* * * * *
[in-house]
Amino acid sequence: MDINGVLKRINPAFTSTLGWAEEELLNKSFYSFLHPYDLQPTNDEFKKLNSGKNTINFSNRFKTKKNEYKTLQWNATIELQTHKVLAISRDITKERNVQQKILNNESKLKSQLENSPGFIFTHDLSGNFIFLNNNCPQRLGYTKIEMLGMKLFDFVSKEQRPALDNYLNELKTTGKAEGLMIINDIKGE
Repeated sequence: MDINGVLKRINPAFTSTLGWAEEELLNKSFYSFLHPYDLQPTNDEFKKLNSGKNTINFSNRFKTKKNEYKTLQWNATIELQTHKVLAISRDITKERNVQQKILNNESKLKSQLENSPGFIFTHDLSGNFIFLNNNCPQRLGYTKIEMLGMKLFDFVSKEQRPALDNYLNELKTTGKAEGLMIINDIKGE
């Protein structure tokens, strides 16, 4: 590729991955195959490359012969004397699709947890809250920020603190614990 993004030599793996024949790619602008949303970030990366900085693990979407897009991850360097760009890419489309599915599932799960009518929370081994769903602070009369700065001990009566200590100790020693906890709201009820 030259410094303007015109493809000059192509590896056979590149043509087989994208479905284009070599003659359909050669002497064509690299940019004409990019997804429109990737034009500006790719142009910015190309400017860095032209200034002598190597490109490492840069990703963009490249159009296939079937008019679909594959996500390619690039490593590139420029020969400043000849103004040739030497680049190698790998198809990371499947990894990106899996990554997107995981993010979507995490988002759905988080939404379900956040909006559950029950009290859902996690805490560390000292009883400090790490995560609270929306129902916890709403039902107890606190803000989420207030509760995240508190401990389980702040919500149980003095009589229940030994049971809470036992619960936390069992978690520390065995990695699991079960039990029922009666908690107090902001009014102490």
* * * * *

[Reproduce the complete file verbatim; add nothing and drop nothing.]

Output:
[in-house]
Amino acid sequence: MDINGVLKRINPAFTSTLGWAEEELLNKSFYSFLHPYDLQPTNDEFKKLNSGKNTINFSNRFKTKKNEYKTLQWNATIELQTHKVLAISRDITKERNVQQKILNNESKLKSQLENSPGFIFTHDLSGNFIFLNNNCPQRLGYTKIEMLGMKLFDFVSKEQRPALDNYLNELKTTGKAEGLMIINDIKGE
Repeated sequence: MDINGVLKRINPAFTSTLGWAEEELLNKSFYSFLHPYDLQPTNDEFKKLNSGKNTINFSNRFKTKKNEYKTLQWNATIELQTHKVLAISRDITKERNVQQKILNNESKLKSQLENSPGFIFTHDLSGNFIFLNNNCPQRLGYTKIEMLGMKLFDFVSKEQRPALDNYLNELKTTGKAEGLMIINDIKGE
């Protein structure tokens, strides 16, 4: 590729991955195959490359012969004397699709947890809250920020603190614990 993004030599793996024949790619602008949303970030990366900085693990979407897009991850360097760009890419489309599915599932799960009518929370081994769903602070009369700065001990009566200590100790020693906890709201009820 030259410094303007015109493809000059192509590896056979590149043509087989994208479905284009070599003659359909050669002497064509690299940019004409990019997804429109990737034009500006790719142009910015190309400017860095032209200034002598190597490109490492840069990703963009490249159009296939079937008019679909594959996500390619690039490593590139420029020969400043000849103004040739030497680049190698790998198809990371499947990894990106899996990554997107995981993010979507995490988002759905988080939404379900956040909006559950029950009290859902996690805490560390000292009883400090790490995560609270929306129902916890709403039902107890606190803000989420207030509760995240508190401990389980702040919500149980003095009589229940030994049971809470036992619960936390069992978690520390065995990695699991079960039990029922009666908690107090902001009014102490």